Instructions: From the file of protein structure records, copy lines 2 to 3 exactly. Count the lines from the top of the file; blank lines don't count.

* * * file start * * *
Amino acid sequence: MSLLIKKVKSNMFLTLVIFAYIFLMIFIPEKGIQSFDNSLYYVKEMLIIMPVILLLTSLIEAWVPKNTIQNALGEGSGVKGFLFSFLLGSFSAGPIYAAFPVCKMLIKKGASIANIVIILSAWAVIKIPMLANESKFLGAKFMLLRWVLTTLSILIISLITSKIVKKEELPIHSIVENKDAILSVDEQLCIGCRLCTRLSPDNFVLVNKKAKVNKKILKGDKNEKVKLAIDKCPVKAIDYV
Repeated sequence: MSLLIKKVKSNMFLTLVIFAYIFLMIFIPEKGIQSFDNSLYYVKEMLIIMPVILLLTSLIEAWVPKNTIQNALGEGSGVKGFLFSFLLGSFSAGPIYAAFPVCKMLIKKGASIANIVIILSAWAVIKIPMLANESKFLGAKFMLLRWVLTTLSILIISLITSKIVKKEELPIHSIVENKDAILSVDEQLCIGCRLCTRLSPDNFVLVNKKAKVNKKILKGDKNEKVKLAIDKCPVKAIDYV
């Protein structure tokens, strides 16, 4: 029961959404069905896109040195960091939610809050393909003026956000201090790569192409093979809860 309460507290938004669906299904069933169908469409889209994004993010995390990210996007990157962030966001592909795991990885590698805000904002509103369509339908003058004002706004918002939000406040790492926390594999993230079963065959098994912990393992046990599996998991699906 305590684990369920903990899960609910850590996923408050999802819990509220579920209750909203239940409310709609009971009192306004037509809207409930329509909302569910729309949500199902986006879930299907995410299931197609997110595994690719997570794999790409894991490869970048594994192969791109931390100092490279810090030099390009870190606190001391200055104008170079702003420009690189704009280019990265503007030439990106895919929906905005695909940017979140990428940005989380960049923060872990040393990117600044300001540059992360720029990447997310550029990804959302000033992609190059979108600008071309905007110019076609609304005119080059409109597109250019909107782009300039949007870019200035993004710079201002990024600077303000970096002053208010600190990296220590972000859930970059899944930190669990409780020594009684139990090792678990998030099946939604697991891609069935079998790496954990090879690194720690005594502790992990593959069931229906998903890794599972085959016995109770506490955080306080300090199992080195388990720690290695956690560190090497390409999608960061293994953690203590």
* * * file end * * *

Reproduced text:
Repeated sequence: MSLLIKKVKSNMFLTLVIFAYIFLMIFIPEKGIQSFDNSLYYVKEMLIIMPVILLLTSLIEAWVPKNTIQNALGEGSGVKGFLFSFLLGSFSAGPIYAAFPVCKMLIKKGASIANIVIILSAWAVIKIPMLANESKFLGAKFMLLRWVLTTLSILIISLITSKIVKKEELPIHSIVENKDAILSVDEQLCIGCRLCTRLSPDNFVLVNKKAKVNKKILKGDKNEKVKLAIDKCPVKAIDYV
């Protein structure tokens, strides 16, 4: 029961959404069905896109040195960091939610809050393909003026956000201090790569192409093979809860 309460507290938004669906299904069933169908469409889209994004993010995390990210996007990157962030966001592909795991990885590698805000904002509103369509339908003058004002706004918002939000406040790492926390594999993230079963065959098994912990393992046990599996998991699906 305590684990369920903990899960609910850590996923408050999802819990509220579920209750909203239940409310709609009971009192306004037509809207409930329509909302569910729309949500199902986006879930299907995410299931197609997110595994690719997570794999790409894991490869970048594994192969791109931390100092490279810090030099390009870190606190001391200055104008170079702003420009690189704009280019990265503007030439990106895919929906905005695909940017979140990428940005989380960049923060872990040393990117600044300001540059992360720029990447997310550029990804959302000033992609190059979108600008071309905007110019076609609304005119080059409109597109250019909107782009300039949007870019200035993004710079201002990024600077303000970096002053208010600190990296220590972000859930970059899944930190669990409780020594009684139990090792678990998030099946939604697991891609069935079998790496954990090879690194720690005594502790992990593959069931229906998903890794599972085959016995109770506490955080306080300090199992080195388990720690290695956690560190090497390409999608960061293994953690203590």